March 8, 2011, 7:03 p.m.
posted by roni
A Day in the Life of a Page
The analogy between the desktop control model and Web Forms is not complete. Although the fundamental elements behave similarly, such as rendering of state and event propagation, the Web Forms model has an imposed sequencing on the rendering process that does not exist in the desktop model. It is critical for Web developers using ASP.NET to understand this sequencing in order to use the model effectively.
Pages are short-lived objects, as are all the elements they contain. A page is created for the sole purpose of processing a request, and once that request processing has completed, the page is discarded. This means that each request to a page is processed by a new instance of that Page class. Moreover, an explicit, deterministic sequence of events takes place after the page is created to service a request. This sequence of events is something that every ASP.NET developer should be aware of, because your pages will not behave the way you expect if you perform things in the wrong order. For example, consider the page shown in Listing 2-9.
<!-- File: sample.aspx --> <%@ Page Language="VB" %> <html> <body> <form runat=server> <h2>ASP.NET sample page</h2> <h3>Page type: <span id=_message runat=server/></h3> <% ' Error - modifying a property of a server-side ' control within a script block like this can lead ' to inconsistencies _message.InnerText = this.GetType().ToString() %> </form> </body> </html>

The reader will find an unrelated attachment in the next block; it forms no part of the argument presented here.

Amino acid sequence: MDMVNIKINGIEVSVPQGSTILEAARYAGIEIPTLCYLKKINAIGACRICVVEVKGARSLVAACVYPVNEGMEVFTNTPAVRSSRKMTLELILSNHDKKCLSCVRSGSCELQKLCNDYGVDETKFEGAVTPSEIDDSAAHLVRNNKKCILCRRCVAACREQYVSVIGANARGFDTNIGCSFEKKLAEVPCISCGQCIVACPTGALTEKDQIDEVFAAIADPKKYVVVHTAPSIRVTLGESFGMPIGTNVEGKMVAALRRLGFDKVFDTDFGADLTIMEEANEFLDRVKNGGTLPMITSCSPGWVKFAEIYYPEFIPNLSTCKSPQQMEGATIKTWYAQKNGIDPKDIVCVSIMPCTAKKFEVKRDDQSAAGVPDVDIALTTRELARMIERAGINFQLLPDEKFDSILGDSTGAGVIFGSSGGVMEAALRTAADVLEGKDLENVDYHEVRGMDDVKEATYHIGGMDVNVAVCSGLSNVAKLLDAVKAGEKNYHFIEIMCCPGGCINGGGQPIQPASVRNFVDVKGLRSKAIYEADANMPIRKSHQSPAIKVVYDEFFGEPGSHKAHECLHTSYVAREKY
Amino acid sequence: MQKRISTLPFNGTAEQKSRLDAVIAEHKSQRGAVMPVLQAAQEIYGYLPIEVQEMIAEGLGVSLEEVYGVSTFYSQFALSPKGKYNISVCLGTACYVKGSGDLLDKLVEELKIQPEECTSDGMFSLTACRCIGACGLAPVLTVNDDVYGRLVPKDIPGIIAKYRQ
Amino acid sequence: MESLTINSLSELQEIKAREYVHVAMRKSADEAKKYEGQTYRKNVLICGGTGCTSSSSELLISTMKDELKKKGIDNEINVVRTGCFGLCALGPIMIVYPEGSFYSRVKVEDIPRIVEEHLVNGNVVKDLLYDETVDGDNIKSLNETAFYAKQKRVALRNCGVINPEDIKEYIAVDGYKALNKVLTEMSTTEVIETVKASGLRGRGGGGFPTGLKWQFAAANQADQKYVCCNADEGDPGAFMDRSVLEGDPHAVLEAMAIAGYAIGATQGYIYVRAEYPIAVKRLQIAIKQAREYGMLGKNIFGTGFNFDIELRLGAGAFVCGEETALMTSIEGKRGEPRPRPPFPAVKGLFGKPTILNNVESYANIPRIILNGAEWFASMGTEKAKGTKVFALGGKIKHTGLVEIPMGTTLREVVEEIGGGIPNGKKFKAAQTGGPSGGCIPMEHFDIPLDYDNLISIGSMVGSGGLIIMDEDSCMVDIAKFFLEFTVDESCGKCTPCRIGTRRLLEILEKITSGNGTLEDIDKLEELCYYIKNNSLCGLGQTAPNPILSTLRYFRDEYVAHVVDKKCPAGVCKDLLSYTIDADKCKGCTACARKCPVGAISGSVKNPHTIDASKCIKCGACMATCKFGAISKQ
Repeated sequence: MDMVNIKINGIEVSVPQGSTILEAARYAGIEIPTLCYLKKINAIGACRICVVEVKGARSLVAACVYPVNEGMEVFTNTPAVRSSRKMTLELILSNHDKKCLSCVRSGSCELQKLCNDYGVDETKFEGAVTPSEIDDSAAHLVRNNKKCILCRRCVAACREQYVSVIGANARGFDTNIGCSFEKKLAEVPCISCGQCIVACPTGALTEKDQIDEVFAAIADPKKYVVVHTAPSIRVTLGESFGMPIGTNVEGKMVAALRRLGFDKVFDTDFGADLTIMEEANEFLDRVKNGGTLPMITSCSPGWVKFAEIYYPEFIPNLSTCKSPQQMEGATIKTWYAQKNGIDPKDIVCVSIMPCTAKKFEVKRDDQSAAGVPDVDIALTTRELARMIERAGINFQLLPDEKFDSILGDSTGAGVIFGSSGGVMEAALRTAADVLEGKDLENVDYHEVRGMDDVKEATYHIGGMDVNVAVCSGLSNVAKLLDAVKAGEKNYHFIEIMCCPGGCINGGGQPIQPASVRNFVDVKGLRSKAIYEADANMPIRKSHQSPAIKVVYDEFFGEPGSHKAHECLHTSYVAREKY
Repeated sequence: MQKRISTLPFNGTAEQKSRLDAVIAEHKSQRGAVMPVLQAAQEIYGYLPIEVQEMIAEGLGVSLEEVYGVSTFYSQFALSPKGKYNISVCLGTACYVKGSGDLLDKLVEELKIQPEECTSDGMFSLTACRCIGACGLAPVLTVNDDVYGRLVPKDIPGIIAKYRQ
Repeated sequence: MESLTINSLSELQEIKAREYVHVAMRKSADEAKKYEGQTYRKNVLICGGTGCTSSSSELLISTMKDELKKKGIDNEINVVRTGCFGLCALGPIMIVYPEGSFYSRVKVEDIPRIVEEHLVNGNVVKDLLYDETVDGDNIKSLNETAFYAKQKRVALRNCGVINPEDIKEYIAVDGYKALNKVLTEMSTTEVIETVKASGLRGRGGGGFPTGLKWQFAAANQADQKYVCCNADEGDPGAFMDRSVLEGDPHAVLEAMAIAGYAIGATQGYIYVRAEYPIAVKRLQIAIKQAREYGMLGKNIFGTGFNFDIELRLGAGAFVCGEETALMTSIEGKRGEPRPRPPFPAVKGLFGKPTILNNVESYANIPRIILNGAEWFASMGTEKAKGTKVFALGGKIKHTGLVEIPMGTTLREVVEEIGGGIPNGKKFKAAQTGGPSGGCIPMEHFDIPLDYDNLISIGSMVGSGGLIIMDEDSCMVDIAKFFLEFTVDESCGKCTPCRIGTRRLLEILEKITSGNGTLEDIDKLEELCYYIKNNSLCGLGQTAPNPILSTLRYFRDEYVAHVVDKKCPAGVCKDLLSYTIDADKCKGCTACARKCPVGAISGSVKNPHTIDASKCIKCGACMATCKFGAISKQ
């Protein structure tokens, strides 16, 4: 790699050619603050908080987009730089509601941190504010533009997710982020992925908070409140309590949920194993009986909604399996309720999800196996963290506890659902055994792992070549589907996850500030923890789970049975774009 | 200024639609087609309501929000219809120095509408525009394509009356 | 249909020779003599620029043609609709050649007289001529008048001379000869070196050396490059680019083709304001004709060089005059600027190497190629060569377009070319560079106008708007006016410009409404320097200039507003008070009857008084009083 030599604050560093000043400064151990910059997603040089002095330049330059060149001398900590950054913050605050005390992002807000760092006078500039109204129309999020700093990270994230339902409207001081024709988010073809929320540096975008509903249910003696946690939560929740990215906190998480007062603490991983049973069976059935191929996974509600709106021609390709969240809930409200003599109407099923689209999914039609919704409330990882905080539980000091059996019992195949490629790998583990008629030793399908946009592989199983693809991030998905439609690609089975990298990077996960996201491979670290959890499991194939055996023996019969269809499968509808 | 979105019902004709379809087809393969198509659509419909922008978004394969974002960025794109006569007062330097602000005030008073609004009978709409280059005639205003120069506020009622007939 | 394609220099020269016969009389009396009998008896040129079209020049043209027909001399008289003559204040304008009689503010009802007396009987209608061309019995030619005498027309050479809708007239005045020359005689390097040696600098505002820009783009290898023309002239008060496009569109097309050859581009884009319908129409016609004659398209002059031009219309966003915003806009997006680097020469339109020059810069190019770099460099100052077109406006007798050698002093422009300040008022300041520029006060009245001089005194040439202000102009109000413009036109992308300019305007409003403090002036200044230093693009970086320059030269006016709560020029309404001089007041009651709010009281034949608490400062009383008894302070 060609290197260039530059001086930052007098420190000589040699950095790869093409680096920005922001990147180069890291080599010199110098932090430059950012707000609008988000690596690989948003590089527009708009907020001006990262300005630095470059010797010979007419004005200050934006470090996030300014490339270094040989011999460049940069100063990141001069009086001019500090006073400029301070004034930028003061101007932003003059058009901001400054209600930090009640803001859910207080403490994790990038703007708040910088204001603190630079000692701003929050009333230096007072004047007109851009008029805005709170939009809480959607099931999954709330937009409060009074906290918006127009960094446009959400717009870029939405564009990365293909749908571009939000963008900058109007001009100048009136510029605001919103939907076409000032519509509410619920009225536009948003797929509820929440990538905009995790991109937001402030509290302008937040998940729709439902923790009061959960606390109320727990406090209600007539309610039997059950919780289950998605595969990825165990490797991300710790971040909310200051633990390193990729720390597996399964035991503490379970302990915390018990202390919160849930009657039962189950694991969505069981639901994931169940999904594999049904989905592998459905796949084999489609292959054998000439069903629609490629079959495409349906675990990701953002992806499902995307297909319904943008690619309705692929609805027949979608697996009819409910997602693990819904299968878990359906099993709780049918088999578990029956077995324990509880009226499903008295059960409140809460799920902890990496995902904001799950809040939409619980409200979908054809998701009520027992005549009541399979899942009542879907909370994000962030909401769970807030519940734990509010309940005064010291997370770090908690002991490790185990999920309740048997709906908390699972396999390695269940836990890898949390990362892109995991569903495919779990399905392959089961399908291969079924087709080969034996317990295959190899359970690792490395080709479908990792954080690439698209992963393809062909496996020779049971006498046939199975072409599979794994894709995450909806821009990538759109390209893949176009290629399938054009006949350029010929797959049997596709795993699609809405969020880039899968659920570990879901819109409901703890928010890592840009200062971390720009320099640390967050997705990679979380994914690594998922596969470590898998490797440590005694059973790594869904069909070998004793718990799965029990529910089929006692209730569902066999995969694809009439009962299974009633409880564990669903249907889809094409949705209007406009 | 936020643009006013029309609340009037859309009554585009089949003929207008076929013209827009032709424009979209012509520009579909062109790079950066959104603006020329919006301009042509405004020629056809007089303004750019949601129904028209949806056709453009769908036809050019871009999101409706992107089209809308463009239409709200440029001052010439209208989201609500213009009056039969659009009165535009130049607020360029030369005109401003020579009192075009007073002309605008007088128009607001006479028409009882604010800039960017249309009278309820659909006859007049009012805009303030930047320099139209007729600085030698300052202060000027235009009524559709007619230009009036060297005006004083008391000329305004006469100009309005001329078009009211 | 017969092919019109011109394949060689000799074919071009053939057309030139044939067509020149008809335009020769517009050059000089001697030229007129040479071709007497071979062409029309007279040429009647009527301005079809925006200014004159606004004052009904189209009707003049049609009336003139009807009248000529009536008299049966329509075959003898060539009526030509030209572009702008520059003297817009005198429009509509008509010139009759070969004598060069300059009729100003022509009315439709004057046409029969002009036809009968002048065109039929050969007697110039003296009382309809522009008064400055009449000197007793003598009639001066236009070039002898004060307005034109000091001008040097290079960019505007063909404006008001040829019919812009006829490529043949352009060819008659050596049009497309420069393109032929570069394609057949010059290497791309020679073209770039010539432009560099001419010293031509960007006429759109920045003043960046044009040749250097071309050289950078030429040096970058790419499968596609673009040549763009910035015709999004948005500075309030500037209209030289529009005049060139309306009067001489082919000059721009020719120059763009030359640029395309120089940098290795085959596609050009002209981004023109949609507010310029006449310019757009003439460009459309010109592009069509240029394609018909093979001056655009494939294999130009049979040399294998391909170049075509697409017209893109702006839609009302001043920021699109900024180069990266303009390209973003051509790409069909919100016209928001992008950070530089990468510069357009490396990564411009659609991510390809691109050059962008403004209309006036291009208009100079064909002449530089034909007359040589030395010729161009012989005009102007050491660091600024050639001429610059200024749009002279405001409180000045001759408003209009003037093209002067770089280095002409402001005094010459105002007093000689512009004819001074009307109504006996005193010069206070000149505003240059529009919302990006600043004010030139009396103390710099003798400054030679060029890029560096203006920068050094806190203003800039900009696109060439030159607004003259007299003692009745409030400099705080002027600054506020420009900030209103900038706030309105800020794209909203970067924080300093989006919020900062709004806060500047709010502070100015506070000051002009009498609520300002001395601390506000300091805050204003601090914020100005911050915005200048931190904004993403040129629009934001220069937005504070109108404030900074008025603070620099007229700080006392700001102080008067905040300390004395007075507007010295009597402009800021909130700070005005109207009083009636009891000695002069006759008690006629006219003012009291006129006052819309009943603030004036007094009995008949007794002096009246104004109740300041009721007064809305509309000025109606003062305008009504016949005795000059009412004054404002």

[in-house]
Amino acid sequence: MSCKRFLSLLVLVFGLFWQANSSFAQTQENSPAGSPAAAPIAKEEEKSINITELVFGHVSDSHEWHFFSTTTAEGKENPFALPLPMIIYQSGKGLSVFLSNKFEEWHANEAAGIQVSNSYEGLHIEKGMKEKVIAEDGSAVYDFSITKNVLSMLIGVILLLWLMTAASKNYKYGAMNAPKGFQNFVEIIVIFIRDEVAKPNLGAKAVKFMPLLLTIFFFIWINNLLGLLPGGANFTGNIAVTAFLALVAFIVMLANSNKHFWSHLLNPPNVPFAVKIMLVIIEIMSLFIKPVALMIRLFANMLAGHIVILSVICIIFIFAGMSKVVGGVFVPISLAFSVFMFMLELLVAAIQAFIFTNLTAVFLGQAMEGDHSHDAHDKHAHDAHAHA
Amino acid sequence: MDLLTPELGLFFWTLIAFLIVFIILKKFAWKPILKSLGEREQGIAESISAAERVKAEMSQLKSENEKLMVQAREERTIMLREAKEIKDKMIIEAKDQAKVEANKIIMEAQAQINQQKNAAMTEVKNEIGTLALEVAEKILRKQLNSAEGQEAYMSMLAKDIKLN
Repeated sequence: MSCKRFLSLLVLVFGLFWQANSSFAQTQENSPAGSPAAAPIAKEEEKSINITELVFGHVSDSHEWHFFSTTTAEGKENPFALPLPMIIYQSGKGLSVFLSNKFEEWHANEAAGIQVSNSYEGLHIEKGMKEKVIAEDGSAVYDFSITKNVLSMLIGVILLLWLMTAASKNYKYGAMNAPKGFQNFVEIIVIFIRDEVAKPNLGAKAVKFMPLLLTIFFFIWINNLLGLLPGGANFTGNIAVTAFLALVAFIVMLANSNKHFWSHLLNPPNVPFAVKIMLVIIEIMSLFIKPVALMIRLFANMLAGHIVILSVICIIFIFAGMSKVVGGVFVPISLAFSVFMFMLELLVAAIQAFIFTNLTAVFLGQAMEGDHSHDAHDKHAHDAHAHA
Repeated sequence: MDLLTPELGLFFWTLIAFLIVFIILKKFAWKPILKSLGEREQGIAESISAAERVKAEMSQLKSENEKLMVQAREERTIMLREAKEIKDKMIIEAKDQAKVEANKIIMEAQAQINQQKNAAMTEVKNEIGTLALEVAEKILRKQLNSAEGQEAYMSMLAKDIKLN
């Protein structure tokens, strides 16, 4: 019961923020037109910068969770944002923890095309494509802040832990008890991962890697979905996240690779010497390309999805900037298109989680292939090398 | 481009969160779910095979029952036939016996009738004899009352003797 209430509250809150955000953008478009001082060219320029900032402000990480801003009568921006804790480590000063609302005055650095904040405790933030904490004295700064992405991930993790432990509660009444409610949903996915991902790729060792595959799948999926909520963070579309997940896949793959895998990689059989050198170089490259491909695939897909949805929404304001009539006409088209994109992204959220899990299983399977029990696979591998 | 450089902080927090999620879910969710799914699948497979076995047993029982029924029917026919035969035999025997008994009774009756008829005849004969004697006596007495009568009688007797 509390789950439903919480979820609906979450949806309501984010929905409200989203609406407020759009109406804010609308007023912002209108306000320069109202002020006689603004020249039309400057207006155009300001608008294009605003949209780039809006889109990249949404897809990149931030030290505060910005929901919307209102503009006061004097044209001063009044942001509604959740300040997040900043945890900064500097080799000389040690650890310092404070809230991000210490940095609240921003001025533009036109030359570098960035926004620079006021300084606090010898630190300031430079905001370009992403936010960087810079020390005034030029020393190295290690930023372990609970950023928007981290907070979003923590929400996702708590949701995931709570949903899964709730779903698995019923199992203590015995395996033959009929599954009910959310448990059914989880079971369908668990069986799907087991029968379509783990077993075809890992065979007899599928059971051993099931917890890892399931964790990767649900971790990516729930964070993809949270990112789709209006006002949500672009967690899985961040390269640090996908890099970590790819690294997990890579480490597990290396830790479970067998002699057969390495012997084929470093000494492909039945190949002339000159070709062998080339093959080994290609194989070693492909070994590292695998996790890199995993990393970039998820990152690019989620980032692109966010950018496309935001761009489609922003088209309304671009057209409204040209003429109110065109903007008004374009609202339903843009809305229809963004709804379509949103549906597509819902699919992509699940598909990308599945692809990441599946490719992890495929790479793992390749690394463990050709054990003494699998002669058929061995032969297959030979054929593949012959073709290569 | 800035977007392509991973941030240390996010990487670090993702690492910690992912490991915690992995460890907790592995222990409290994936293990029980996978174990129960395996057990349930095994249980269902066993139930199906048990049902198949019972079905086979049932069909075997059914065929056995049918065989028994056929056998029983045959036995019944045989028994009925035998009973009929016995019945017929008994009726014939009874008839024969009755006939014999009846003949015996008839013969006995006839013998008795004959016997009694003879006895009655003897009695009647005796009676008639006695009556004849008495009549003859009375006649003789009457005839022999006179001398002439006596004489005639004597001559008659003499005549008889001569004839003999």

As noted in the comments, the assignment to the InnerText property of the server-side span element has no effect because it falls within a server-side block of code delineated with <%%> tags that is placed after the control that is modified. All server-side code within <%%> tags is added to a Render method of the Page class, as discussed in Chapter 1. By this time, the server-side span has already rendered itself into the response buffer with its inner text set to an empty string, and the assignment has no effect on the output of the page. This is in contrast to a traditional desktop control model, where any modifications made to a control at any time are saved and reflected in that control's rendering.
Figure shows the events that occur during a page's lifetime. As a page developer, you have hooks into most of these events, either by defining event handlers for a particular event or by providing overridden versions of virtual functions defined in the Page base class. Most of the programmatic manipulation of server-side controls should occur either in the Load event handler for a page or within a server-side control event handler. The Load event fires after the all the server-side controls have been created and had their state restored from the POST body of the request. This gives you an opportunity to both view the values submitted by the client, as well as a chance to populate controls with values you want the client to see in the response to this request.